Another important distinction exists in that populism is not anti-establishment; it is anti-elite control of establishments. The Omaha Platform, drafted at the 1892 convention which formally established the People’s or Populist Party, is rife with controls the members wanted to see the federal government enact. Among these were the introduction of a bimetallic standard, a graduated income tax, a national postal savings bank and the introduction of the Australian or secret ballot. Many of these were reforms later introduced by the progressive movement. All represent tweaks to federal government machinations, fine tuning regulation so it better serves the interests of the people. This is not a rolling back of control so that the people can better safeguard their interests; it is a call for a more responsive government that better serves the interests of the people.
This means the anti-establishment sentiment of conservatives on the right and and liberals on the left, which is generally touted as the reason for the success of Trump and Sanders, is not populist. Sanders and Trump and their vows to reform the system are more in line with political populism, but the groundswell of support which has propelled them to national prominence is not. The right, in particular, does not just want reform; it wants an overhaul to the system which severely reduces the breadth of power which the federal government controls. This is not aligned with political populist behavior.
Further, populism, though often associated with the rights of blue collar workers, is more specifically a traditionally agrarian mindset. Industrialism, historically, is the traditional enemy of the agrarian worker. The People’s Party is primarily remembered for its early advocacy for bimetallism because this would have given flexibility to currency which would have been more in line with the growing season. The growth of the railroads and increase in factory-produced goods were a threat to local farmers and craftsmen who sold their goods locally. Industrialization threatened to flood markets with cheaper goods, create mercantilism that existed on a national rather than local level and create competition in jobs that favored migrant workers and city dwellers. It was fear that agrarian workers would be eradicated by a new, industrialized society that spurred the Populist Party in its political goals.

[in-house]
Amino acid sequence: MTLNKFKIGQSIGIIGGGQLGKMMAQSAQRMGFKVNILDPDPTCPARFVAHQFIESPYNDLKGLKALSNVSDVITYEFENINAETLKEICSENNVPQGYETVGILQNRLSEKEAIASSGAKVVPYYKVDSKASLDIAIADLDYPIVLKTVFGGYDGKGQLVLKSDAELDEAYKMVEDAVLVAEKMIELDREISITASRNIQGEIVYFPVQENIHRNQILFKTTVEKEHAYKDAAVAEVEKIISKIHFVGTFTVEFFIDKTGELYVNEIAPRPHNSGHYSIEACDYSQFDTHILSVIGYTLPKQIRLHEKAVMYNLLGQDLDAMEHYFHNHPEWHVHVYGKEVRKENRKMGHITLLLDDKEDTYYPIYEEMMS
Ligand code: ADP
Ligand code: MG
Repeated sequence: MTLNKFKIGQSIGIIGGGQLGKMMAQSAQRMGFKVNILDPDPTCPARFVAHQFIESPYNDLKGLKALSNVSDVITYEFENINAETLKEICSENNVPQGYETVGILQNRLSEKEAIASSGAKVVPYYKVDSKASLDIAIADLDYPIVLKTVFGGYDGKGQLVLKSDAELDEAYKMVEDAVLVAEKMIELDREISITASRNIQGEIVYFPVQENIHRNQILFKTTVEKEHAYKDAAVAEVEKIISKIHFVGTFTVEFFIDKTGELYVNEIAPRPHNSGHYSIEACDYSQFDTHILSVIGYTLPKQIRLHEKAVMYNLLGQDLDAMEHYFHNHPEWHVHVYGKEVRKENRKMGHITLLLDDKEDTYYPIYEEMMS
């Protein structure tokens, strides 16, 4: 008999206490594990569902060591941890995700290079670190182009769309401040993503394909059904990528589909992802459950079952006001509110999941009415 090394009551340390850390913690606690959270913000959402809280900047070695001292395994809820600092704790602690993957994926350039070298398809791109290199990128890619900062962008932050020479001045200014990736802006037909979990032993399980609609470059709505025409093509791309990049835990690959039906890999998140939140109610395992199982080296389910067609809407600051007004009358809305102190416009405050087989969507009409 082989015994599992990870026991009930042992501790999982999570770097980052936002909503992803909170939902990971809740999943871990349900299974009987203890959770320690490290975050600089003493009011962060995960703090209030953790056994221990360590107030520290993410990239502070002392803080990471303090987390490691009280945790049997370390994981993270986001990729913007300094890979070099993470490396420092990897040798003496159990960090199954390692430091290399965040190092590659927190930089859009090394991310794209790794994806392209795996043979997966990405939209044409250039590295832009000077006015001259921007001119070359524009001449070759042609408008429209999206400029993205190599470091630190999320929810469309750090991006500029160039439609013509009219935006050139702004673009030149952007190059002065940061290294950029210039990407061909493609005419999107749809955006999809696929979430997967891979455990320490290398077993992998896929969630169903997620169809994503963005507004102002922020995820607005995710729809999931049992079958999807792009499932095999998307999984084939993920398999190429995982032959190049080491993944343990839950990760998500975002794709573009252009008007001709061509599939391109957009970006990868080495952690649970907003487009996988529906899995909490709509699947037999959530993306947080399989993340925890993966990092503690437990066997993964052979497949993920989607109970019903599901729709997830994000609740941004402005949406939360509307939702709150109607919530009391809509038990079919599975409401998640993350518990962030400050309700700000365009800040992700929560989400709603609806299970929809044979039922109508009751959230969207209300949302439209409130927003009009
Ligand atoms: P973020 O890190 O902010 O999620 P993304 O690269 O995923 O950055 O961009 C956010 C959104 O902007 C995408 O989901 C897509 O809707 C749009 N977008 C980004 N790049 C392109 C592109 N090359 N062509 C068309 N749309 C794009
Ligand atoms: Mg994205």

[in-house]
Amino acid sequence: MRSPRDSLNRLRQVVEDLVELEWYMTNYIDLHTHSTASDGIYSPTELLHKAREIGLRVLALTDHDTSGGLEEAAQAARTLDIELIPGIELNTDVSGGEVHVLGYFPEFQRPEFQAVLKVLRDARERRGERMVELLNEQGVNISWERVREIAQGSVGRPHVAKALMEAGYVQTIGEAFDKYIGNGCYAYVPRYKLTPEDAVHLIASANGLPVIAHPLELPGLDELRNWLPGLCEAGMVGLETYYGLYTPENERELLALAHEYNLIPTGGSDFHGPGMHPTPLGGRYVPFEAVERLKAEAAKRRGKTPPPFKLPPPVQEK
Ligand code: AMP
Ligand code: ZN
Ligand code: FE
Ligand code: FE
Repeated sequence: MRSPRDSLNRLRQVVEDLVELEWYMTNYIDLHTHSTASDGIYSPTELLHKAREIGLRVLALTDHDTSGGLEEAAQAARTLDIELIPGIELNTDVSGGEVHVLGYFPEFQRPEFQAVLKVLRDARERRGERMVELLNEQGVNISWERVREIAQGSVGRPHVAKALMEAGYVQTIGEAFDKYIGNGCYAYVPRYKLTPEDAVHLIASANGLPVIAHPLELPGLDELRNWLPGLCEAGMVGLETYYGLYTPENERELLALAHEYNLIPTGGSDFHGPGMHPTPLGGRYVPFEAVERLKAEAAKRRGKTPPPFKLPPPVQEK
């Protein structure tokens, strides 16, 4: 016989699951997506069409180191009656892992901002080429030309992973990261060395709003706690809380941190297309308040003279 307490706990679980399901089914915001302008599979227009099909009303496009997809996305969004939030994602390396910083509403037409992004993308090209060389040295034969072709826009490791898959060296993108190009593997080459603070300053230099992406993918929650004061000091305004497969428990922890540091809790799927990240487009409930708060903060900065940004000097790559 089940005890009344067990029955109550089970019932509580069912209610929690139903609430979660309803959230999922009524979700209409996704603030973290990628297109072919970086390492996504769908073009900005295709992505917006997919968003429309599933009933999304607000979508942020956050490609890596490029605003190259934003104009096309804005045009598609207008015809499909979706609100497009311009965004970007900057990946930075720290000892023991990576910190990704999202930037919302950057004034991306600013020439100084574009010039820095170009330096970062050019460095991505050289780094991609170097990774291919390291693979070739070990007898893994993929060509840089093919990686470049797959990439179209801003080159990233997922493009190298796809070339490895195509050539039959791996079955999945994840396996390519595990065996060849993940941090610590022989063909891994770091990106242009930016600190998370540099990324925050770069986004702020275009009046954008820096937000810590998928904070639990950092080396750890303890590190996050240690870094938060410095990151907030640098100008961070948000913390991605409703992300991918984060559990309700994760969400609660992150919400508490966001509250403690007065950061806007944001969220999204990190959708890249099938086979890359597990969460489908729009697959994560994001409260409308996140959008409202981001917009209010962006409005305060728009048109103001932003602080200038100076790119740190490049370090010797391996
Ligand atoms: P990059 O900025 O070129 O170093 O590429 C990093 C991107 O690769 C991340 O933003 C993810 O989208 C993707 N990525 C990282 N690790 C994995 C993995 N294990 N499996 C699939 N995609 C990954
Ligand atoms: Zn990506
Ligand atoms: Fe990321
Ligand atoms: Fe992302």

Trump, in particular, does not fit this mold. A real estate mogul, self-touted billionaire and elite with connections to influential politicians, he represents everything that political populism traditionally loathed and rose up against. Even if one overlooks this and focuses on his advocacy for the plight of the blue collar worker in America whose job is endangered by overseas manufacturing, this rhetoric is still grounded in industrialism, not agrarianism. This may represent a genesis in the development of American business and culture, but it cannot be conflated with other incidences of populism influencing politics.
Also published on Medium.